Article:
Balanced but not bassy, Bose brings a more budget beneficial bargain than their QC25’s, but lack the noise cancelling.
Hey everyone, Jimmy with Jim’s Review Room. Bose just released some new over-the-ear headphones. The SoundTrue 2’s are the wired models while the Soundlink 2’s I have here are wireless. Both a complete redesign at least aesthetically, a lot less bulky compared to last years. The Soundlink 2’s I personally paid for at the retail price of $279. And for another $20, you can get the wired but one of the best, if not the best in active noise canceling performance, the Bose QC25’s. For more recent updated pricing, of course, click on the affiliate link above, just in case you’re looking at these later in the year.
This is not a direct comparison video to the QC25’s, but I gotta say, they Soundlink II’s looks and feel almost like them. The same quality are placed into the Soundlink 2’s with the foam band lined with Alcantara, the top has leather though, and the arms extending down are reinforced with aluminum rails. In Bose’s fashion, it feels like subtle, simple, and refined luxury. But the quality is there too. Doing my stress test, nothing broke, no seams were exposed, everything really stayed together perfectly fine. You do hear a little play, but nothing of concern at all. Overall, very well put together.
Moving down to the earcups, they do turn a full 90 degrees for stowing and pivot enough to fit most heads. They, unfortunately, don’t fold inward for easy stowing. For travelers, the supplied carry case footprint isn’t that large, but it’s something to take into consideration. A little bit over 50% of the case is covered in fabric with the rest, a soft leather. Inside, this is felt lined with a neoprene carrying pouch for your supplied cables – more on that a little bit later.
But heading back to the earcups, each side is labeled for easy channel identification. The earpads are just plush enough for long-term wearing, but I’ll discuss that in my comfort test shortly. As for connections, although this is a wireless pair of headphones, the left side offers not a 3.5, but a 2.5mm input and the cord provided is about 3 feet and 10 inches, just enough to keep your phone in your pocket. The cord and input do not have a locking mechanism, however, attempting to simulate a yank or pull on the cord, the wire stays in very very well. On the right side, volume up and down with pause and play in the center which is very easy to reach and identify physically, and the same center button can also be used to accept phone calls.
CHARGING & BATTERY PERFORMANCE
Several last features are the on and off switch on the side that also provides voice prompts of which device you’re connected to and the percentage of battery remaining. And speaking of batteries, the Micro-USB port is located on the bottom and Bose does a phenomenal job of offering quick charging. 15 minutes gives you 2 hours of use, while fully charging the headphones will take you 3 hours for 15 hours of playtime. Battery life is decent when I compared this to some of the competitors out there – other headphones were around the 13 to 15-hour battery life mark.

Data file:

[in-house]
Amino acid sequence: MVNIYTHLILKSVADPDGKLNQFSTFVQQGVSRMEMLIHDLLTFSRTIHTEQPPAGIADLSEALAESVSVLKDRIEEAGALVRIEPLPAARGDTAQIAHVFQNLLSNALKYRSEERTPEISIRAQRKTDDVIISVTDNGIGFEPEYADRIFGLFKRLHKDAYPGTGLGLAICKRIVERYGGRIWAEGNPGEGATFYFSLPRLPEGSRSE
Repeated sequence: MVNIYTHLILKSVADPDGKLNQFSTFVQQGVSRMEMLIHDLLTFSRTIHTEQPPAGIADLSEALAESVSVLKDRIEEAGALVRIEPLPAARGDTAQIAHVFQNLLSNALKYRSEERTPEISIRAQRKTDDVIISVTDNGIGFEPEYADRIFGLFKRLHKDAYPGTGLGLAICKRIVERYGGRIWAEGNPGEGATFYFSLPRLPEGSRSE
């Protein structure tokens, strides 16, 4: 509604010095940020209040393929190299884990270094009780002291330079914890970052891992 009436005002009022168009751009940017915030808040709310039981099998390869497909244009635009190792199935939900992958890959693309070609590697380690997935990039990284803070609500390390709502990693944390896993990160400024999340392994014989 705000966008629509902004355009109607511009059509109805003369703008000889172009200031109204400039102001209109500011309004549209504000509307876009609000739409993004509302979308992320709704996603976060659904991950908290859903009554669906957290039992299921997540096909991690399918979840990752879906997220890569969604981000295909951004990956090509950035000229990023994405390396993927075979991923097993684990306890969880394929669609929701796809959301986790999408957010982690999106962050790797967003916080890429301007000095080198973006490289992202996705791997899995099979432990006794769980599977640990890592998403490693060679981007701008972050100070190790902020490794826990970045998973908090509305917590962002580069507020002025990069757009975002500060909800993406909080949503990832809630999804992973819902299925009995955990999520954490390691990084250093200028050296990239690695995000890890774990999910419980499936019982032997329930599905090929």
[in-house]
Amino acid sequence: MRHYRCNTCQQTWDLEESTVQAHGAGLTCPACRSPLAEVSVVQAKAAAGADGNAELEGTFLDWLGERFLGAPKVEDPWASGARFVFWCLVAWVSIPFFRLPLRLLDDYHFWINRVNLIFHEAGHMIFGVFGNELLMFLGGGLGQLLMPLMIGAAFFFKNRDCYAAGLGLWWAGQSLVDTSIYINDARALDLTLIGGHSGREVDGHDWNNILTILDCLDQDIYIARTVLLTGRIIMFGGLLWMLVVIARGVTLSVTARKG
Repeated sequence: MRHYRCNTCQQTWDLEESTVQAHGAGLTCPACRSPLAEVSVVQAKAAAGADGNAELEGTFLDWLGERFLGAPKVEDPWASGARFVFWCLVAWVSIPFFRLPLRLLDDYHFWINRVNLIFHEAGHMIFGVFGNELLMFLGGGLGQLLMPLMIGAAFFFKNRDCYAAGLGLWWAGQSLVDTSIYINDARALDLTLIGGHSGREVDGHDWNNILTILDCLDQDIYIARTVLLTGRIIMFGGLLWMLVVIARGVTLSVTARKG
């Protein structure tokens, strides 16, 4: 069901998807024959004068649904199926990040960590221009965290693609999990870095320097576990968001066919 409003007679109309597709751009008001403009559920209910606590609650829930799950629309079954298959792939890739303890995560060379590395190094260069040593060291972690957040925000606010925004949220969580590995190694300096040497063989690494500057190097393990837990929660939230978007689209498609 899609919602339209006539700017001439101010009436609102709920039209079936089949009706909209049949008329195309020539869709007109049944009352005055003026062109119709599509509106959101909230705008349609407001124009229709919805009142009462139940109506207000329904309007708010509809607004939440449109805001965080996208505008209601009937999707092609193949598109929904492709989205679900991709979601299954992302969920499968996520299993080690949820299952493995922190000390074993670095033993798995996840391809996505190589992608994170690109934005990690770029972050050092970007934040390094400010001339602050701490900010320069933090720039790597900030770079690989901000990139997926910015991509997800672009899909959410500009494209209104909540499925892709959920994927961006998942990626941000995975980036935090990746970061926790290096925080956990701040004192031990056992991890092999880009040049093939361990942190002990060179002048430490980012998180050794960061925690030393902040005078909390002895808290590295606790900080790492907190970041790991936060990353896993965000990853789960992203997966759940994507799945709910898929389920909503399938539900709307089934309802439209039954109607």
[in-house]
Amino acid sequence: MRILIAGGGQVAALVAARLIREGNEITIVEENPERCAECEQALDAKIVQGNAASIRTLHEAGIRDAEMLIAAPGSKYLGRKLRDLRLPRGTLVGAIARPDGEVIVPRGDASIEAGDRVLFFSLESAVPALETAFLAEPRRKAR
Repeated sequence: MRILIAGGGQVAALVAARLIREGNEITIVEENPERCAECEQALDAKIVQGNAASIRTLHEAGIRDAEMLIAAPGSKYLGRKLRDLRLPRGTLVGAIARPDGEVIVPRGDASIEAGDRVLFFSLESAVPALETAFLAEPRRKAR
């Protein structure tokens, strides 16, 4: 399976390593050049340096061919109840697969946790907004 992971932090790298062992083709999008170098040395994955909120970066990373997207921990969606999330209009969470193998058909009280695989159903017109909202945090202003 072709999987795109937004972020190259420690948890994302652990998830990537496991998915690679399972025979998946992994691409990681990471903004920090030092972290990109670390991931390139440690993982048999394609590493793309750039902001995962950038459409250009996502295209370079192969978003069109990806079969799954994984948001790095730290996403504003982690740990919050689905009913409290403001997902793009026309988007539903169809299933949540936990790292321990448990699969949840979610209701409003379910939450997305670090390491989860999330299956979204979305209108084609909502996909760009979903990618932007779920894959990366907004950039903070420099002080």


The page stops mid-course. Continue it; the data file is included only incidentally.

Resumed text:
COMFORT & SOUNDLEAK
But as for comfort, these are still the lightest pair of headphones I have ever tested. They weigh exactly the same as the QC25’s at 6.9 ounces or 192 grams. And because they’re so lightweight, the minimal cushions and design still work fine. Wearing these for 3 hours straight was no problems and I didn’t have issues with the headphones clamping too hard on the jawline. Overall, very comfortable. As for sound leaking, there is a bit though at higher volumes. Not too bad but compared to other headphones I’ve tried, the Soundlink 2’s do leak slightly a bit more.
Overall, similar to the other Bose products, they’ve always provided clean, balanced audio. Right out the box, the Soundlink II provides a characteristic that leans towards mainstream users – not audiophiles.
Some very much prefer this sound signature as it relatively remains flat. Not too strong on bass, not too strong on the high notes, but it’s far from underwhelming as well. The Soundlink II’s in my experiences provides a neutral tone that works for many genres’s, more so for classical, rock, and/or other heavier vocal and string focused music. The Soundlink II’s does work good for EMD, hip-hop and rap, but those who listen to those genres, I would think would favor a bit more bass, to have the constant 808 beat in the background stand out a bit more. But the Soundlink II offers clear sound, virtually no distortion in its quality, and listening to these for those three hours straight, I had no listening fatigue whatsoever.
There’s just enough bass to be enjoyed in general, vocals are just enough forward, and highs are not tinging and ear ringing. For the price range, the soundstage is decent with hearing audio separation, but distance isn’t as well distinguished as some of the higher-end headphones. Overall, if you’re looking for great well rounded audio quality, a great build that’s super lightweight, the Soundlink II’s are a… great choice. If you’re looking for better spacial sound, deeper bass or something with a bit more bass boost, there are definitely others out there. As for the price, let me know what you think below: would you be willing to shell just $20 more and go wired with the QC25’s for the amazing active noise cancelling features?
So I hope this review helped you in some way. Remember to add me on social media on either Facebook, Twitter, or Instagram. Again, I’m Jimmy with Jim’s Review Room. You guys take care, and I’ll see you on the next one.